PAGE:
Link to comment
Share on other sites

I certainly won't be trying to convince you to get back into Value Investing in any of the ways most of us practice it. I get the impression that you are still considering the fundamentals, and not relying simply on Technical Analysis alone as a speculator, so to some extent you probably are some kind of investing trader who does consider valuation and qualitative factors important to investment and ownership mindset in selecting companies you'll trade.

 

It really seems you have identified what suits you psychologically, and to have learnt the hard way (as I suspect most of us have). I wish you well, and I'm interested in your experiences and development of your approach.

 

Things like when and why to sell or trade are probably the least developed aspects for most investors. There seems to be a number of method people try to employ to improve their results, including some that work most of the time but cause you to miss out on big gains occasionally. It's difficult to separate what feels right strategically from what actually yields the best result in the long run.

 

It reminds me of the offline Texas Hold'em poker app I have on my phone, playing mostly against computerised players without major exploitable flaws in offline mode. Frequently it's about folding early when the odds are against you and not trying to win it back the way you lost it by betting aggressively or trying to bluff on only modest hands. Then you have to be prepared to bet aggressively when the odds are strongly in your favour and hope that at least one opponent will call you.

 

You will quite often see that you would have had a winning hand after folding after another player has place a huge bet 20 times the blind/ante, representing more than half your chips before the dealer has even shown the flop, or when you needed, say a Jack on the final card and nothing else to make a straight and otherwise you have a weak hand, so you don't call your opponent's raise and one time in thirteen you miss out. I try to mentally reward myself for those misses because I know the odds were against me, but I might have to wait for 30 or 40 hands before I get an opportunity to win big or even recoup my gradual losses (e.g. with 4 opponents, I have a 4 in 5 chance of losing each hand, so I should expect a long streak of losses from time to time, which is fine if I'm only betting on those hands where my chances are much better than 1 in 5.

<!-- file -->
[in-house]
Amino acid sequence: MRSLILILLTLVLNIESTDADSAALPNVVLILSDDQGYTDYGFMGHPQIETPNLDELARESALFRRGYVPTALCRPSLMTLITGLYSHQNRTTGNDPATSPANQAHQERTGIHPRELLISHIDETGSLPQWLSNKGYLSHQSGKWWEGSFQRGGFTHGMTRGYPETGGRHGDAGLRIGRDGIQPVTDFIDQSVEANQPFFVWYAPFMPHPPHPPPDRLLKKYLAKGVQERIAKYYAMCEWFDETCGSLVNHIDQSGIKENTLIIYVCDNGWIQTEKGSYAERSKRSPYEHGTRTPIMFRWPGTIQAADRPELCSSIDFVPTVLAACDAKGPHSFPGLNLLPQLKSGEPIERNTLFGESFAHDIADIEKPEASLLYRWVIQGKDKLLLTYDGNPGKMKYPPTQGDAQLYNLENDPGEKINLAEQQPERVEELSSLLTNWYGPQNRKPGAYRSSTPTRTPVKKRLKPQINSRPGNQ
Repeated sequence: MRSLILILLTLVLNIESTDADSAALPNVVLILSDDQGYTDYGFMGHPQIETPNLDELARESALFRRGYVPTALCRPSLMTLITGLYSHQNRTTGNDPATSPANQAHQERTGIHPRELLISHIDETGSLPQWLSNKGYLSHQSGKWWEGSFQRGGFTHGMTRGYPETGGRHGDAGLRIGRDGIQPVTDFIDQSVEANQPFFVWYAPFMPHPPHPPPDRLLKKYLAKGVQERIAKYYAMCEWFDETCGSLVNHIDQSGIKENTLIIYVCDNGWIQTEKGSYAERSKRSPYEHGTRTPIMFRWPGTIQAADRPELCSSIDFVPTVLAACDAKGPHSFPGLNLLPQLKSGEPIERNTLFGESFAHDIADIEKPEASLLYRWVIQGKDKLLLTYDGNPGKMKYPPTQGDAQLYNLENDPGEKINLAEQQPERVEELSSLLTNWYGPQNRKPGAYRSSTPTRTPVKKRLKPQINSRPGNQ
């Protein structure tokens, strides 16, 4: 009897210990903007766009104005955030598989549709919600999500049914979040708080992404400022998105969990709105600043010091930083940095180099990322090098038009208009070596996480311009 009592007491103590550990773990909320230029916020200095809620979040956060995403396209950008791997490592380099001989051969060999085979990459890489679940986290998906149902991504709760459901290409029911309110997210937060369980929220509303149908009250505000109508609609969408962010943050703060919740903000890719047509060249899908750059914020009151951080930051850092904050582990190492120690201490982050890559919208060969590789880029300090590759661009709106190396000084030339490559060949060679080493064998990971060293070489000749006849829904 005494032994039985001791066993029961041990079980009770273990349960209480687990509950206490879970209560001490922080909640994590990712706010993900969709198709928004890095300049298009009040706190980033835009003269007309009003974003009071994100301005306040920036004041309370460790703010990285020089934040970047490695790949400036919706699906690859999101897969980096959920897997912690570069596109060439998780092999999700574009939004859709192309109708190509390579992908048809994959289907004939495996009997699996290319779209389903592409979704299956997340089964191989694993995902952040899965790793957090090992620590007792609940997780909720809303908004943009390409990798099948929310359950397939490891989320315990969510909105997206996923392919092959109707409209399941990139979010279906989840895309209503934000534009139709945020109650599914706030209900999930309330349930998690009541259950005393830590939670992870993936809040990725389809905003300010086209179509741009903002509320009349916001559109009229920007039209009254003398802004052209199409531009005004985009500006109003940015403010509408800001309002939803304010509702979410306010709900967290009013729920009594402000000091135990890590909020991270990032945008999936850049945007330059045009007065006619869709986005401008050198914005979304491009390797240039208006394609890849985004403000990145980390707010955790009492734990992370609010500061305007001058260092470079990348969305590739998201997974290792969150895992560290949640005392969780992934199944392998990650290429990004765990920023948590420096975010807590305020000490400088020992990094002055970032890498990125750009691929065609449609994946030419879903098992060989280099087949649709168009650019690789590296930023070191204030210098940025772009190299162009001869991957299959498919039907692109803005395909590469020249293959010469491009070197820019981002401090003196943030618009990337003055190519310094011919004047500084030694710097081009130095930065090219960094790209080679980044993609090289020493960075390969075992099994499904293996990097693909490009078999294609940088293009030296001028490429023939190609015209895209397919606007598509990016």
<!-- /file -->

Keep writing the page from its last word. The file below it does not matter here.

Aside from being a zero-sum game unlike investing, poker can certainly tell you important things about the psychology of trying to profit from probabilistic/random events given a certain amount of prior knowledge (i.e. the card you hold, the cards dealt face-up and how much your opponents raised or called at various times)

Link to comment
Share on other sites

Create an account or sign in to comment

You need to be a member in order to leave a comment

Create an account

Sign up for a new account in our community. It's easy!

Register a new account

Sign in

Already have an account? Sign in here.

Sign In Now
 Share

×
×
  • Create New...